The #KibarBenderaPutih movement has gained momentum since the announcement of the latest MCO extension on June 28, 2021. Companies and individuals alike have been lending a hand providing basic essentials like rice, oil, bread, flour, etc. to the doorsteps of those in need, following the sighting of physical white flags.
On June 4, Malaysian student volunteers Sidharrth Nagappan, Cornelius Pang, and Shaun Mak launched the Bendera Putih App to crowdsource reports of white flags and food bank locations around the country. This is meant to streamline the process of connecting those in need to those who can help, which was formerly done via Whatsapp and phone calls.
A map for help
Upon entering the site, you’ll be asked to log in with your Google account before you’re shown a country map of Malaysia with icons highlighting white flags and food banks. Sidharrth clarified that login details currently are required for authentication to control the server’s API requests.
Dictionary Time: An API (Application Programming Interface) is a software intermediary that allows two applications to talk to each other. In other words, an API is the messenger that delivers your request to the provider that you’re requesting it from and then delivers the response back to you.
Users can click on either icon to get more information about the location and its real-time address. To ask for help or report white flags, users must attach an image of the premise, input its address, and provide additional remarks like phone numbers or the exact supplies needed.
In the app’s latest update, it mentions that pictures will be reviewed by the team to ensure there is no privacy breach. If you’ve enabled your location services, the site can detect it automatically, much like how you’d send your live location on Whatsapp.
While such details are beneficial in providing direct aid to those in need of it, it does open the app up to scrutiny over security concerns. Individuals now have their approximate (or exact) locations exposed, making them vulnerable to potential malicious intent.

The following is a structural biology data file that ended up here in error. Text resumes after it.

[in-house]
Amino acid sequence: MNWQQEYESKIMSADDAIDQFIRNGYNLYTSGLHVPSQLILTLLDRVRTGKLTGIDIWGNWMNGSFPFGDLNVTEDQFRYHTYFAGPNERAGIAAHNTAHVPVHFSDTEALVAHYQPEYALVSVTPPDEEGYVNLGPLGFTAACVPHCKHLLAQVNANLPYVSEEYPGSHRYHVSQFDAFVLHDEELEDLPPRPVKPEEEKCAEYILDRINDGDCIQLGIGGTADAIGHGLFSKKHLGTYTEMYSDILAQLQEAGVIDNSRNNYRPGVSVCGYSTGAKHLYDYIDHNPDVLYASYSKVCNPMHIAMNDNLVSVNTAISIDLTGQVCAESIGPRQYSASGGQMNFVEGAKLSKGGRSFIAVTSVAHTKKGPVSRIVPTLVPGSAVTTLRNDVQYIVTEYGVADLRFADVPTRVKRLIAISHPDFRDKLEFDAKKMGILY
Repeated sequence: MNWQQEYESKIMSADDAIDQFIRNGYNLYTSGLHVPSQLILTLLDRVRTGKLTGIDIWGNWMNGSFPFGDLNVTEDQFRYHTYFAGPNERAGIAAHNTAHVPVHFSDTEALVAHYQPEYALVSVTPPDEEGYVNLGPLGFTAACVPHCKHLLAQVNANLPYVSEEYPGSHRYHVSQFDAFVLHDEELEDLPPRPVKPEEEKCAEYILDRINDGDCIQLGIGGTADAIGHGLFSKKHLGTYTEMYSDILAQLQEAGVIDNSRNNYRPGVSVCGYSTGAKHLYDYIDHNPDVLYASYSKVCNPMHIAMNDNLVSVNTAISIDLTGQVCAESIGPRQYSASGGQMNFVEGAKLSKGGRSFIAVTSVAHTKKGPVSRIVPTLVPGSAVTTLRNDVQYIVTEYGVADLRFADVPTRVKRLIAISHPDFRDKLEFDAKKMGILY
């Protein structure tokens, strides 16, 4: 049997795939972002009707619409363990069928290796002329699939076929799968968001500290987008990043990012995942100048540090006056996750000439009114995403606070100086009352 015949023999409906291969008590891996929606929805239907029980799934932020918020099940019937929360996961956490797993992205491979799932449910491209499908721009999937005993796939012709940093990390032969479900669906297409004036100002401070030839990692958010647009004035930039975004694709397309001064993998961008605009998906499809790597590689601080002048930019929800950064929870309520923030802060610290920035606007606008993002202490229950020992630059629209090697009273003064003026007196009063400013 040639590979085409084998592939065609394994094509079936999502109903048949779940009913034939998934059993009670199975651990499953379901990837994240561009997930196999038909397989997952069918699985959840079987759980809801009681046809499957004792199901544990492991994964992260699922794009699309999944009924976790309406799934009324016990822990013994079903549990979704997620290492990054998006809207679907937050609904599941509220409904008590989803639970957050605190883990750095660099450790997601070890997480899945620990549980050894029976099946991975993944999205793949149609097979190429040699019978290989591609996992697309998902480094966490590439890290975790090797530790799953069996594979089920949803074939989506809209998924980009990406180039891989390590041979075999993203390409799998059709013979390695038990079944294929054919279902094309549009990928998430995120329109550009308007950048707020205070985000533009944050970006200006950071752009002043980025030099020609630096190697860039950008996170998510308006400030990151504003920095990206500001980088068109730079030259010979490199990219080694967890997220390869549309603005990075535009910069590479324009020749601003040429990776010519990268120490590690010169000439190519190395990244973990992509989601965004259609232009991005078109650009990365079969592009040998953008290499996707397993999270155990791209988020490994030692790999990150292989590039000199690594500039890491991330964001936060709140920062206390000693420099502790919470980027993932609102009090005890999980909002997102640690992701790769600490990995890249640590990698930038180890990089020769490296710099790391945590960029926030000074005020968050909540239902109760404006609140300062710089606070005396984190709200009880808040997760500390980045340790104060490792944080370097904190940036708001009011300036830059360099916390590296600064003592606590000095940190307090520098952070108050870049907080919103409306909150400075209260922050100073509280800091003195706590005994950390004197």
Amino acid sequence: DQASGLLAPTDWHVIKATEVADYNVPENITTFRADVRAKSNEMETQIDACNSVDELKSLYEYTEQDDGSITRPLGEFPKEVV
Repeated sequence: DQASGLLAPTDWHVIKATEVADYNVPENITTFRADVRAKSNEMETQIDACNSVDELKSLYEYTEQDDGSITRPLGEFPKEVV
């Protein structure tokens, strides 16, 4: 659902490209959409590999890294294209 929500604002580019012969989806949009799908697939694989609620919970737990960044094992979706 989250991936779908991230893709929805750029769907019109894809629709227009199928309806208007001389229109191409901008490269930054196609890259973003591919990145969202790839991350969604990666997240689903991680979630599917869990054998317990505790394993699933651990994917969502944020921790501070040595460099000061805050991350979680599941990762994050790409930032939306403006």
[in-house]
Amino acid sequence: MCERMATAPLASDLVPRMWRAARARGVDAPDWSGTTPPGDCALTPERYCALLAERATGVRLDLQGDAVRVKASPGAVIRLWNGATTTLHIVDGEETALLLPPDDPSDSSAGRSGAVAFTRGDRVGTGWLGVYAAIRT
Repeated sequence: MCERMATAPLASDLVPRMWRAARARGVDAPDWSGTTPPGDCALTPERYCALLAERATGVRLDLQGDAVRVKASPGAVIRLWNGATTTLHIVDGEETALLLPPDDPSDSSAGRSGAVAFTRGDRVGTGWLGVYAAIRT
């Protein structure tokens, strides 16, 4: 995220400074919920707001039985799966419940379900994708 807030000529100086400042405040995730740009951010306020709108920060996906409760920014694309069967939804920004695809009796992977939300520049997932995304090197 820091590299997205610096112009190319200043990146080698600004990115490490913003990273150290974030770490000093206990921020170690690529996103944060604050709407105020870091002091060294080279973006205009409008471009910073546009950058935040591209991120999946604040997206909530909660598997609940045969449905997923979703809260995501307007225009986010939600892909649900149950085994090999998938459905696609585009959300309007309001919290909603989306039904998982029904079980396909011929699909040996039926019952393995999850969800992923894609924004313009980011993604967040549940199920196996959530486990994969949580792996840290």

However, the first priority of this app is to connect users who need help to those who can extend it, and vice versa, in the most convenient way. Therefore, users of the app should practice responsibility while using it, whether they’re sharing their locations or viewing the locations of those in need.
The food banks highlighted on the web app are directly sourced from Google Maps. Though most of those currently listed on Bendera Putih App are located within Klang Valley, the developers are working to crowdsource more names via an upcoming Google Sheets file on the page.
By Malaysians, for Malaysians
The site’s developers are hoping to make Bendera Putih App an open-source app so the developer community can work together and improve it, according to Sidharrth in a Facebook post.
Version 1 of the Bendera Putih App was created using React.js and Firebase, platforms to help make the process of developing apps quicker. “Once it’s out there, we are hoping to write a Node.js API to streamline the data onto a solid web view,” added Sidharrth.
More features and functionality will be added to Bendera Putih App, such as the ability to mark white flag reports with an “Up-Vote” or “Supported”. On the current app, these features are visible but do not work yet.
Vulcan Post has reached out to Bendera Putih App’s developers for more information on its development, and will update the article accordingly once they reply.
- You ca learn more about the Bendera Putih App here.
- You can read more of our COVID-19 coverage here.
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